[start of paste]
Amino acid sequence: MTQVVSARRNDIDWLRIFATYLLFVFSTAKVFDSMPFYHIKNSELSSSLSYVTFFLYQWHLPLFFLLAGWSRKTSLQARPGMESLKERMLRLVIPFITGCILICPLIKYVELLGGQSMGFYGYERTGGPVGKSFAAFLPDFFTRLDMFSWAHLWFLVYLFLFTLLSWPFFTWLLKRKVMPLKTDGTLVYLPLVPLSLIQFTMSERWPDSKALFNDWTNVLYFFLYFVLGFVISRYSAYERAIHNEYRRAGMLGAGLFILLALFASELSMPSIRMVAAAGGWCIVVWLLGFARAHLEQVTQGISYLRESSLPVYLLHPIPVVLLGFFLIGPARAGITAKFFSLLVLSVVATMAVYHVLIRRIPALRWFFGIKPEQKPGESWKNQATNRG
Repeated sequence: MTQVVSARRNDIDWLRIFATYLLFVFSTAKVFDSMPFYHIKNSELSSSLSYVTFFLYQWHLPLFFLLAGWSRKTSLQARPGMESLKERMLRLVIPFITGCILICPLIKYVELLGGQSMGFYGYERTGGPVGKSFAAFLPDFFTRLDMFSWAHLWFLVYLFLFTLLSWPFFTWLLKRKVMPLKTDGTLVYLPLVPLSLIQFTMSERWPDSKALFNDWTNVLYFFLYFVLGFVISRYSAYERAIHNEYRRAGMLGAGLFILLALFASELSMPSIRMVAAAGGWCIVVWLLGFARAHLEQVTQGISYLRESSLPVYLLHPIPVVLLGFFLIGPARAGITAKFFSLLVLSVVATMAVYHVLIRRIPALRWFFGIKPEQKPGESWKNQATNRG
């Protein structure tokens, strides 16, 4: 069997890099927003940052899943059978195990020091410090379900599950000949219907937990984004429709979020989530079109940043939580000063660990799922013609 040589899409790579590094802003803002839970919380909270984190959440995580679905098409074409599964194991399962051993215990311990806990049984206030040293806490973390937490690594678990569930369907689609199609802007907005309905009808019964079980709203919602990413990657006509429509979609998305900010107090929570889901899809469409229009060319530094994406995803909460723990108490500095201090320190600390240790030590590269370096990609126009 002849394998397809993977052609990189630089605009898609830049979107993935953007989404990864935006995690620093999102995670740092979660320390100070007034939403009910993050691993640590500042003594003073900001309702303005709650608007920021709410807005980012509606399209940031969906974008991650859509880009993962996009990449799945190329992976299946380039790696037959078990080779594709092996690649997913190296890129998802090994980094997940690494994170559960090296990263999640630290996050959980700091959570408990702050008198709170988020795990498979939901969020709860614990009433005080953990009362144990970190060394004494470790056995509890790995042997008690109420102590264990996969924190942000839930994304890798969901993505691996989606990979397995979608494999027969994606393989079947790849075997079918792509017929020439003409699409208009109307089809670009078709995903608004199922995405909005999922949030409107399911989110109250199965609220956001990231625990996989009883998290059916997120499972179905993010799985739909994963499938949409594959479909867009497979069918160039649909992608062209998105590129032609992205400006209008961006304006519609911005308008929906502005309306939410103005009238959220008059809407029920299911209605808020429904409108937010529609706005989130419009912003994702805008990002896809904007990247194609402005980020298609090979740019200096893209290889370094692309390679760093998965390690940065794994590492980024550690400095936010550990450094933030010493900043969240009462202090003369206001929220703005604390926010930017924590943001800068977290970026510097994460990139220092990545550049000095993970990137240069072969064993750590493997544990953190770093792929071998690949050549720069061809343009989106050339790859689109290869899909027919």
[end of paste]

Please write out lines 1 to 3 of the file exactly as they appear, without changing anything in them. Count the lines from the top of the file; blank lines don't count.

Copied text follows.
Amino acid sequence: MTQVVSARRNDIDWLRIFATYLLFVFSTAKVFDSMPFYHIKNSELSSSLSYVTFFLYQWHLPLFFLLAGWSRKTSLQARPGMESLKERMLRLVIPFITGCILICPLIKYVELLGGQSMGFYGYERTGGPVGKSFAAFLPDFFTRLDMFSWAHLWFLVYLFLFTLLSWPFFTWLLKRKVMPLKTDGTLVYLPLVPLSLIQFTMSERWPDSKALFNDWTNVLYFFLYFVLGFVISRYSAYERAIHNEYRRAGMLGAGLFILLALFASELSMPSIRMVAAAGGWCIVVWLLGFARAHLEQVTQGISYLRESSLPVYLLHPIPVVLLGFFLIGPARAGITAKFFSLLVLSVVATMAVYHVLIRRIPALRWFFGIKPEQKPGESWKNQATNRG
Repeated sequence: MTQVVSARRNDIDWLRIFATYLLFVFSTAKVFDSMPFYHIKNSELSSSLSYVTFFLYQWHLPLFFLLAGWSRKTSLQARPGMESLKERMLRLVIPFITGCILICPLIKYVELLGGQSMGFYGYERTGGPVGKSFAAFLPDFFTRLDMFSWAHLWFLVYLFLFTLLSWPFFTWLLKRKVMPLKTDGTLVYLPLVPLSLIQFTMSERWPDSKALFNDWTNVLYFFLYFVLGFVISRYSAYERAIHNEYRRAGMLGAGLFILLALFASELSMPSIRMVAAAGGWCIVVWLLGFARAHLEQVTQGISYLRESSLPVYLLHPIPVVLLGFFLIGPARAGITAKFFSLLVLSVVATMAVYHVLIRRIPALRWFFGIKPEQKPGESWKNQATNRG
């Protein structure tokens, strides 16, 4: 069997890099927003940052899943059978195990020091410090379900599950000949219907937990984004429709979020989530079109940043939580000063660990799922013609 040589899409790579590094802003803002839970919380909270984190959440995580679905098409074409599964194991399962051993215990311990806990049984206030040293806490973390937490690594678990569930369907689609199609802007907005309905009808019964079980709203919602990413990657006509429509979609998305900010107090929570889901899809469409229009060319530094994406995803909460723990108490500095201090320190600390240790030590590269370096990609126009 002849394998397809993977052609990189630089605009898609830049979107993935953007989404990864935006995690620093999102995670740092979660320390100070007034939403009910993050691993640590500042003594003073900001309702303005709650608007920021709410807005980012509606399209940031969906974008991650859509880009993962996009990449799945190329992976299946380039790696037959078990080779594709092996690649997913190296890129998802090994980094997940690494994170559960090296990263999640630290996050959980700091959570408990702050008198709170988020795990498979939901969020709860614990009433005080953990009362144990970190060394004494470790056995509890790995042997008690109420102590264990996969924190942000839930994304890798969901993505691996989606990979397995979608494999027969994606393989079947790849075997079918792509017929020439003409699409208009109307089809670009078709995903608004199922995405909005999922949030409107399911989110109250199965609220956001990231625990996989009883998290059916997120499972179905993010799985739909994963499938949409594959479909867009497979069918160039649909992608062209998105590129032609992205400006209008961006304006519609911005308008929906502005309306939410103005009238959220008059809407029920299911209605808020429904409108937010529609706005989130419009912003994702805008990002896809904007990247194609402005980020298609090979740019200096893209290889370094692309390679760093998965390690940065794994590492980024550690400095936010550990450094933030010493900043969240009462202090003369206001929220703005604390926010930017924590943001800068977290970026510097994460990139220092990545550049000095993970990137240069072969064993750590493997544990953190770093792929071998690949050549720069061809343009989106050339790859689109290869899909027919």